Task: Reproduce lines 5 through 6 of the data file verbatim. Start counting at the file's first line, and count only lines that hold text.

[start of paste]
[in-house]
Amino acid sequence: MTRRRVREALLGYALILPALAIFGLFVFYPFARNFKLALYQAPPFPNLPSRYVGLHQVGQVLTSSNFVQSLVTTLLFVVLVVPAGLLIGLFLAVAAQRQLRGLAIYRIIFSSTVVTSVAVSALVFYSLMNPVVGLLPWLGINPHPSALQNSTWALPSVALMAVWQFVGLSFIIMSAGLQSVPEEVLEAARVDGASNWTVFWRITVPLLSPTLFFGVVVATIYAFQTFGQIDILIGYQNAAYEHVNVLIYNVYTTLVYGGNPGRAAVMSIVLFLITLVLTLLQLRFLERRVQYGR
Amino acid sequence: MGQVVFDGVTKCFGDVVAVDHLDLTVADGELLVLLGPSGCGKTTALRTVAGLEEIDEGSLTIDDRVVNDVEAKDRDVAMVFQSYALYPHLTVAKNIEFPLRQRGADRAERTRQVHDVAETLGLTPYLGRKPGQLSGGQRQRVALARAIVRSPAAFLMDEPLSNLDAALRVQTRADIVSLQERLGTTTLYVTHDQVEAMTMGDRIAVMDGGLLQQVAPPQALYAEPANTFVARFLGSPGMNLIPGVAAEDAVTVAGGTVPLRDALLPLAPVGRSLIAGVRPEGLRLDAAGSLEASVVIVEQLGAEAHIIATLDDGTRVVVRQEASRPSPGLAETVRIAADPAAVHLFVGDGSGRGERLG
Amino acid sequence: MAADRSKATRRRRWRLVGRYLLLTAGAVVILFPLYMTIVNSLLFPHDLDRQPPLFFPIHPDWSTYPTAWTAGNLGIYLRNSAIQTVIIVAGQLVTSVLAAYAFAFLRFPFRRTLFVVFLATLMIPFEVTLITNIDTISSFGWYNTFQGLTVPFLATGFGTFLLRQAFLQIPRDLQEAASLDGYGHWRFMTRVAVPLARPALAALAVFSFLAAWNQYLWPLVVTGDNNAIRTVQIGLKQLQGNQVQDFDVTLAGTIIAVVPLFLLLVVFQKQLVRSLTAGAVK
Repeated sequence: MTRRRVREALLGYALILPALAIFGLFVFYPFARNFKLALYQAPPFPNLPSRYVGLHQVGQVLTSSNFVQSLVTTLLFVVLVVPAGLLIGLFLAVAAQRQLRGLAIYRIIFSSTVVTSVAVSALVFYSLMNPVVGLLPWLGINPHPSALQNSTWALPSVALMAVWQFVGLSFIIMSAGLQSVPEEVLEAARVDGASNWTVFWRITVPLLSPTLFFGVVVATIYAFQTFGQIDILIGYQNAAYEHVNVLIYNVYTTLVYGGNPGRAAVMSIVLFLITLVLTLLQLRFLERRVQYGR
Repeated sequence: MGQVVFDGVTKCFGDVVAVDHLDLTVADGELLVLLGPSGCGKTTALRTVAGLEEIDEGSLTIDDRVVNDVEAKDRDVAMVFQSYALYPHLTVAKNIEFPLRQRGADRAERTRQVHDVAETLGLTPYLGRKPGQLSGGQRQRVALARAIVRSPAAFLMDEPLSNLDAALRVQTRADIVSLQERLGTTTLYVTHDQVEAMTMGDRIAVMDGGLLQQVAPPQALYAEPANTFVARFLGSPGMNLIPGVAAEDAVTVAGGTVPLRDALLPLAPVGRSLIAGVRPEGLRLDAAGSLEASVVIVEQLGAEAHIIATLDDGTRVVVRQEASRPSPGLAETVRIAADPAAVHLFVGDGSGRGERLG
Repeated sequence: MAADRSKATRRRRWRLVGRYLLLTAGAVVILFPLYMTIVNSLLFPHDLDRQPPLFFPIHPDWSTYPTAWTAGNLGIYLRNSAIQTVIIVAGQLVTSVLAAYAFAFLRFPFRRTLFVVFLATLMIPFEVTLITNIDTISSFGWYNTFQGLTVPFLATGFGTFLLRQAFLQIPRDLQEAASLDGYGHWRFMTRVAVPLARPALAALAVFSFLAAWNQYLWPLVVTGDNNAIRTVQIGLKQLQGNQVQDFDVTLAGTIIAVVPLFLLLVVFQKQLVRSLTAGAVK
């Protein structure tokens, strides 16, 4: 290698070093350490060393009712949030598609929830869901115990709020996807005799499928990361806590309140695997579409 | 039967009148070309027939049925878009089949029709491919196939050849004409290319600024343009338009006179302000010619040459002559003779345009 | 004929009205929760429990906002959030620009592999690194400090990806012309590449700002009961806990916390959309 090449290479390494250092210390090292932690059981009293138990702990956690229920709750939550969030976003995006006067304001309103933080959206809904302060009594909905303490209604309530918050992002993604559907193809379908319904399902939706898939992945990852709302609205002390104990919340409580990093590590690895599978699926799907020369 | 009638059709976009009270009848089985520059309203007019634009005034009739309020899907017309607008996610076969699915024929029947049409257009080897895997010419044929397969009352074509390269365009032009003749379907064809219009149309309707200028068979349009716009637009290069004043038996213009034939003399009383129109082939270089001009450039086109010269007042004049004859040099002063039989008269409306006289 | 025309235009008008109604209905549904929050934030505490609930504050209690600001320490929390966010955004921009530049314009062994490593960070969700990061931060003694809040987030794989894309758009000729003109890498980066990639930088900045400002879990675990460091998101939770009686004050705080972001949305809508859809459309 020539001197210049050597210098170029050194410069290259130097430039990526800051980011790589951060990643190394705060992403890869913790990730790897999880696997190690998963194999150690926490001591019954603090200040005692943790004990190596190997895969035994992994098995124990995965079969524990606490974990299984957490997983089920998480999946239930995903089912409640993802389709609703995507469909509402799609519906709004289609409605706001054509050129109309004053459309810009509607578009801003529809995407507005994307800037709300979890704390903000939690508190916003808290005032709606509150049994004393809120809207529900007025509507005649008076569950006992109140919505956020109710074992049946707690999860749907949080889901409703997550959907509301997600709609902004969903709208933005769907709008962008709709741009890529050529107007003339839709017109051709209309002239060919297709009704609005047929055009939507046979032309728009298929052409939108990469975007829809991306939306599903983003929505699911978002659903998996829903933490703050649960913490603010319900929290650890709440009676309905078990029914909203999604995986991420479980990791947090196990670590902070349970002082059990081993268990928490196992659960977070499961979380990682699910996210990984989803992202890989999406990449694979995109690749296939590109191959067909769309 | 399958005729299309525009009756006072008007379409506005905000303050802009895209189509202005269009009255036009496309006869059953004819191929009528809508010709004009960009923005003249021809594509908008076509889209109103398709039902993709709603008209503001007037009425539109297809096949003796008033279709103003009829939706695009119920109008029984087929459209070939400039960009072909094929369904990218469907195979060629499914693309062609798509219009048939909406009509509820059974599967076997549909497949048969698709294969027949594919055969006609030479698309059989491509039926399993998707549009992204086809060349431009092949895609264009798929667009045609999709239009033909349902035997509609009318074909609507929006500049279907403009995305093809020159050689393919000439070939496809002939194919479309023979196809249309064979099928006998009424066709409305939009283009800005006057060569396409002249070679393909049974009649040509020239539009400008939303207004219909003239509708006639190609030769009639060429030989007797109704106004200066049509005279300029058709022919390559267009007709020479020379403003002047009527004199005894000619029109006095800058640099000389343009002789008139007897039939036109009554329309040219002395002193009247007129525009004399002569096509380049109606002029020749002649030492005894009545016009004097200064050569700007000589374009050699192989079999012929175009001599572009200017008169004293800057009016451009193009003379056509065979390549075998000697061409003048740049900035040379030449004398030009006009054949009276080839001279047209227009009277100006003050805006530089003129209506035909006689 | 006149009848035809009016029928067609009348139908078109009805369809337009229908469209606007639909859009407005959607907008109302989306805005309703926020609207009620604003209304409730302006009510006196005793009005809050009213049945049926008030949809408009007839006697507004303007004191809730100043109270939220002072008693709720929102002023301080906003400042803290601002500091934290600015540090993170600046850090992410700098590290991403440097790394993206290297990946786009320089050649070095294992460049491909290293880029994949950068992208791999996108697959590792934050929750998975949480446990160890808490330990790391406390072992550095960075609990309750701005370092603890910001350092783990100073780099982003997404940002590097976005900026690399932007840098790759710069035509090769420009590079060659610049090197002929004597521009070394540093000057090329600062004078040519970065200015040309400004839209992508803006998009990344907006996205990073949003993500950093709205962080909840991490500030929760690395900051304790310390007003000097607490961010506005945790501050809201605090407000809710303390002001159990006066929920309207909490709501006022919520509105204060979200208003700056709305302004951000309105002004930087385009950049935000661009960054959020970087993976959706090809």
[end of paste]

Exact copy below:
Repeated sequence: MTRRRVREALLGYALILPALAIFGLFVFYPFARNFKLALYQAPPFPNLPSRYVGLHQVGQVLTSSNFVQSLVTTLLFVVLVVPAGLLIGLFLAVAAQRQLRGLAIYRIIFSSTVVTSVAVSALVFYSLMNPVVGLLPWLGINPHPSALQNSTWALPSVALMAVWQFVGLSFIIMSAGLQSVPEEVLEAARVDGASNWTVFWRITVPLLSPTLFFGVVVATIYAFQTFGQIDILIGYQNAAYEHVNVLIYNVYTTLVYGGNPGRAAVMSIVLFLITLVLTLLQLRFLERRVQYGR
Repeated sequence: MGQVVFDGVTKCFGDVVAVDHLDLTVADGELLVLLGPSGCGKTTALRTVAGLEEIDEGSLTIDDRVVNDVEAKDRDVAMVFQSYALYPHLTVAKNIEFPLRQRGADRAERTRQVHDVAETLGLTPYLGRKPGQLSGGQRQRVALARAIVRSPAAFLMDEPLSNLDAALRVQTRADIVSLQERLGTTTLYVTHDQVEAMTMGDRIAVMDGGLLQQVAPPQALYAEPANTFVARFLGSPGMNLIPGVAAEDAVTVAGGTVPLRDALLPLAPVGRSLIAGVRPEGLRLDAAGSLEASVVIVEQLGAEAHIIATLDDGTRVVVRQEASRPSPGLAETVRIAADPAAVHLFVGDGSGRGERLG